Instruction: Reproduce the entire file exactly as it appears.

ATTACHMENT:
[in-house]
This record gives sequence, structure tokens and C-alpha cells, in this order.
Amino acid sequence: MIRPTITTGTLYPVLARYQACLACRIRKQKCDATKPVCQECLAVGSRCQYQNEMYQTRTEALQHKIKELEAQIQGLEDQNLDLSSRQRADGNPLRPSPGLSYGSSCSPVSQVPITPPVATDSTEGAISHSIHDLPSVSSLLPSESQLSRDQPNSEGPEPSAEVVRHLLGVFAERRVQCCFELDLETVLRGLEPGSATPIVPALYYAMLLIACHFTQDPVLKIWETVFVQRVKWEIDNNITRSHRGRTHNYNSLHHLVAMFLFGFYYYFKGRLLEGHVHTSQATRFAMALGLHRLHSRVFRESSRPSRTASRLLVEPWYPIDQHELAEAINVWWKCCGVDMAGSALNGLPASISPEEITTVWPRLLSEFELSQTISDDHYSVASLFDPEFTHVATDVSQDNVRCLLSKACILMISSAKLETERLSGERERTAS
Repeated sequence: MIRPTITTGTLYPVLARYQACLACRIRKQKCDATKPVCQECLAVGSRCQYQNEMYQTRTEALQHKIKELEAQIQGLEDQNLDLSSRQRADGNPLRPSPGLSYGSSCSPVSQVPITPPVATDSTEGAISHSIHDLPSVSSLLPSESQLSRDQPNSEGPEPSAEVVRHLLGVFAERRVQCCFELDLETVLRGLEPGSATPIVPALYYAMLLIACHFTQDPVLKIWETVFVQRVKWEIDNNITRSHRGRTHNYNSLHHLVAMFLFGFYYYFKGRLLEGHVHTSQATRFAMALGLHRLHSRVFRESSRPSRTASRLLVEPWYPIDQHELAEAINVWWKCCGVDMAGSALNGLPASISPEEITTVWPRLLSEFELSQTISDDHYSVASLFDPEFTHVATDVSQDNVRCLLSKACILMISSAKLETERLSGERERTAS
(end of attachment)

[in-house]
This record gives sequence, structure tokens and C-alpha cells, in this order.
Amino acid sequence: MIRPTITTGTLYPVLARYQACLACRIRKQKCDATKPVCQECLAVGSRCQYQNEMYQTRTEALQHKIKELEAQIQGLEDQNLDLSSRQRADGNPLRPSPGLSYGSSCSPVSQVPITPPVATDSTEGAISHSIHDLPSVSSLLPSESQLSRDQPNSEGPEPSAEVVRHLLGVFAERRVQCCFELDLETVLRGLEPGSATPIVPALYYAMLLIACHFTQDPVLKIWETVFVQRVKWEIDNNITRSHRGRTHNYNSLHHLVAMFLFGFYYYFKGRLLEGHVHTSQATRFAMALGLHRLHSRVFRESSRPSRTASRLLVEPWYPIDQHELAEAINVWWKCCGVDMAGSALNGLPASISPEEITTVWPRLLSEFELSQTISDDHYSVASLFDPEFTHVATDVSQDNVRCLLSKACILMISSAKLETERLSGERERTAS
Repeated sequence: MIRPTITTGTLYPVLARYQACLACRIRKQKCDATKPVCQECLAVGSRCQYQNEMYQTRTEALQHKIKELEAQIQGLEDQNLDLSSRQRADGNPLRPSPGLSYGSSCSPVSQVPITPPVATDSTEGAISHSIHDLPSVSSLLPSESQLSRDQPNSEGPEPSAEVVRHLLGVFAERRVQCCFELDLETVLRGLEPGSATPIVPALYYAMLLIACHFTQDPVLKIWETVFVQRVKWEIDNNITRSHRGRTHNYNSLHHLVAMFLFGFYYYFKGRLLEGHVHTSQATRFAMALGLHRLHSRVFRESSRPSRTASRLLVEPWYPIDQHELAEAINVWWKCCGVDMAGSALNGLPASISPEEITTVWPRLLSEFELSQTISDDHYSVASLFDPEFTHVATDVSQDNVRCLLSKACILMISSAKLETERLSGERERTAS